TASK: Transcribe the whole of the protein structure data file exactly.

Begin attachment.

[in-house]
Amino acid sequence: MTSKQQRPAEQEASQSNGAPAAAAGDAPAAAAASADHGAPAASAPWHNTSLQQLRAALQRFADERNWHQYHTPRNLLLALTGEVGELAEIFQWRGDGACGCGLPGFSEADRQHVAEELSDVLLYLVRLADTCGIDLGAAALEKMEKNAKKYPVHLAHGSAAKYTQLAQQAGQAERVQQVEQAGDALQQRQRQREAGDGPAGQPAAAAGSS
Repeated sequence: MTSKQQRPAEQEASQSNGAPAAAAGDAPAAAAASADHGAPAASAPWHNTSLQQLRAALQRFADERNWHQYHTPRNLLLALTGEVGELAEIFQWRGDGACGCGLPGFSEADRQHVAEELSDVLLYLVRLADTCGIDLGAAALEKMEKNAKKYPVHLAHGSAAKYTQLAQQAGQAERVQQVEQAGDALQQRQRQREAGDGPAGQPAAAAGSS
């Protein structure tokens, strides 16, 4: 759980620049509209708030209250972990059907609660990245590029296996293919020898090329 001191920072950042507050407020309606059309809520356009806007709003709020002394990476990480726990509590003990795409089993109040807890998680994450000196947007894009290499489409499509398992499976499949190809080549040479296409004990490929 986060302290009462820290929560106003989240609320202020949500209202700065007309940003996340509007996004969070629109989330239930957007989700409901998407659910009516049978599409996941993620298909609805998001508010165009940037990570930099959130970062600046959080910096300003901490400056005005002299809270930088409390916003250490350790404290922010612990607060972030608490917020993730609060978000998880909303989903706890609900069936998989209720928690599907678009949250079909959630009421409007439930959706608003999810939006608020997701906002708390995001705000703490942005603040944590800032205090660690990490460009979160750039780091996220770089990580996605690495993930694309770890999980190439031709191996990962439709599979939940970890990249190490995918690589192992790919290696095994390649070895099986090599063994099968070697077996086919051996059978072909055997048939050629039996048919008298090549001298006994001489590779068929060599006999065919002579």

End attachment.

[in-house]
Amino acid sequence: MTSKQQRPAEQEASQSNGAPAAAAGDAPAAAAASADHGAPAASAPWHNTSLQQLRAALQRFADERNWHQYHTPRNLLLALTGEVGELAEIFQWRGDGACGCGLPGFSEADRQHVAEELSDVLLYLVRLADTCGIDLGAAALEKMEKNAKKYPVHLAHGSAAKYTQLAQQAGQAERVQQVEQAGDALQQRQRQREAGDGPAGQPAAAAGSS
Repeated sequence: MTSKQQRPAEQEASQSNGAPAAAAGDAPAAAAASADHGAPAASAPWHNTSLQQLRAALQRFADERNWHQYHTPRNLLLALTGEVGELAEIFQWRGDGACGCGLPGFSEADRQHVAEELSDVLLYLVRLADTCGIDLGAAALEKMEKNAKKYPVHLAHGSAAKYTQLAQQAGQAERVQQVEQAGDALQQRQRQREAGDGPAGQPAAAAGSS
């Protein structure tokens, strides 16, 4: 759980620049509209708030209250972990059907609660990245590029296996293919020898090329 001191920072950042507050407020309606059309809520356009806007709003709020002394990476990480726990509590003990795409089993109040807890998680994450000196947007894009290499489409499509398992499976499949190809080549040479296409004990490929 986060302290009462820290929560106003989240609320202020949500209202700065007309940003996340509007996004969070629109989330239930957007989700409901998407659910009516049978599409996941993620298909609805998001508010165009940037990570930099959130970062600046959080910096300003901490400056005005002299809270930088409390916003250490350790404290922010612990607060972030608490917020993730609060978000998880909303989903706890609900069936998989209720928690599907678009949250079909959630009421409007439930959706608003999810939006608020997701906002708390995001705000703490942005603040944590800032205090660690990490460009979160750039780091996220770089990580996605690495993930694309770890999980190439031709191996990962439709599979939940970890990249190490995918690589192992790919290696095994390649070895099986090599063994099968070697077996086919051996059978072909055997048939050629039996048919008298090549001298006994001489590779068929060599006999065919002579």